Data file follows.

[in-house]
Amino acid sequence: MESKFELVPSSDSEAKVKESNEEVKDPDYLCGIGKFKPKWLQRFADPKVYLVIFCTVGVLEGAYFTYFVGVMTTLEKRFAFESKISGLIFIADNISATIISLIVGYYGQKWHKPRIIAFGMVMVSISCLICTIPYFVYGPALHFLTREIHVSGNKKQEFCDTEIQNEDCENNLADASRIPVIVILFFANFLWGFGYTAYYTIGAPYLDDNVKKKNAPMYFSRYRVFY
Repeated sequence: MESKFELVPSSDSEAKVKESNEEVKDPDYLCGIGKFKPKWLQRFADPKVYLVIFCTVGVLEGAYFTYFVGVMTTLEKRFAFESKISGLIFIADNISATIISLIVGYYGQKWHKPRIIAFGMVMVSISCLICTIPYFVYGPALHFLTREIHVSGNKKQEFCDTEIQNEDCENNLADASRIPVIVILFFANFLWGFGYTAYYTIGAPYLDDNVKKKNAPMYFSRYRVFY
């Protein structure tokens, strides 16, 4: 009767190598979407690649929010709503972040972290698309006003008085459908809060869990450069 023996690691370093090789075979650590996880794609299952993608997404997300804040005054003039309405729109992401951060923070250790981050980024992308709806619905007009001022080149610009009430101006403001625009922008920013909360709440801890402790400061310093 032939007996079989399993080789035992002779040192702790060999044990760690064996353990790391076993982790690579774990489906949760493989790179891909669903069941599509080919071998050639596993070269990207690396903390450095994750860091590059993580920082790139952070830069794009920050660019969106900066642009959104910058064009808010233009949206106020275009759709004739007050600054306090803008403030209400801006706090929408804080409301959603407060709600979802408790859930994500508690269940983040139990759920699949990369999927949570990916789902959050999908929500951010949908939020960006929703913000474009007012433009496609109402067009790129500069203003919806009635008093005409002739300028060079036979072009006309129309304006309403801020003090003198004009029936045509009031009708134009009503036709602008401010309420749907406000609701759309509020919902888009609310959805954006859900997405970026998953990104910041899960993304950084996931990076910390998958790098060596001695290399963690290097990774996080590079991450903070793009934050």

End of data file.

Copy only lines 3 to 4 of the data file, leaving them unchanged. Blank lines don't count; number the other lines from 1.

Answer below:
Repeated sequence: MESKFELVPSSDSEAKVKESNEEVKDPDYLCGIGKFKPKWLQRFADPKVYLVIFCTVGVLEGAYFTYFVGVMTTLEKRFAFESKISGLIFIADNISATIISLIVGYYGQKWHKPRIIAFGMVMVSISCLICTIPYFVYGPALHFLTREIHVSGNKKQEFCDTEIQNEDCENNLADASRIPVIVILFFANFLWGFGYTAYYTIGAPYLDDNVKKKNAPMYFSRYRVFY
């Protein structure tokens, strides 16, 4: 009767190598979407690649929010709503972040972290698309006003008085459908809060869990450069 023996690691370093090789075979650590996880794609299952993608997404997300804040005054003039309405729109992401951060923070250790981050980024992308709806619905007009001022080149610009009430101006403001625009922008920013909360709440801890402790400061310093 032939007996079989399993080789035992002779040192702790060999044990760690064996353990790391076993982790690579774990489906949760493989790179891909669903069941599509080919071998050639596993070269990207690396903390450095994750860091590059993580920082790139952070830069794009920050660019969106900066642009959104910058064009808010233009949206106020275009759709004739007050600054306090803008403030209400801006706090929408804080409301959603407060709600979802408790859930994500508690269940983040139990759920699949990369999927949570990916789902959050999908929500951010949908939020960006929703913000474009007012433009496609109402067009790129500069203003919806009635008093005409002739300028060079036979072009006309129309304006309403801020003090003198004009029936045509009031009708134009009503036709602008401010309420749907406000609701759309509020919902888009609310959805954006859900997405970026998953990104910041899960993304950084996931990076910390998958790098060596001695290399963690290097990774996080590079991450903070793009934050």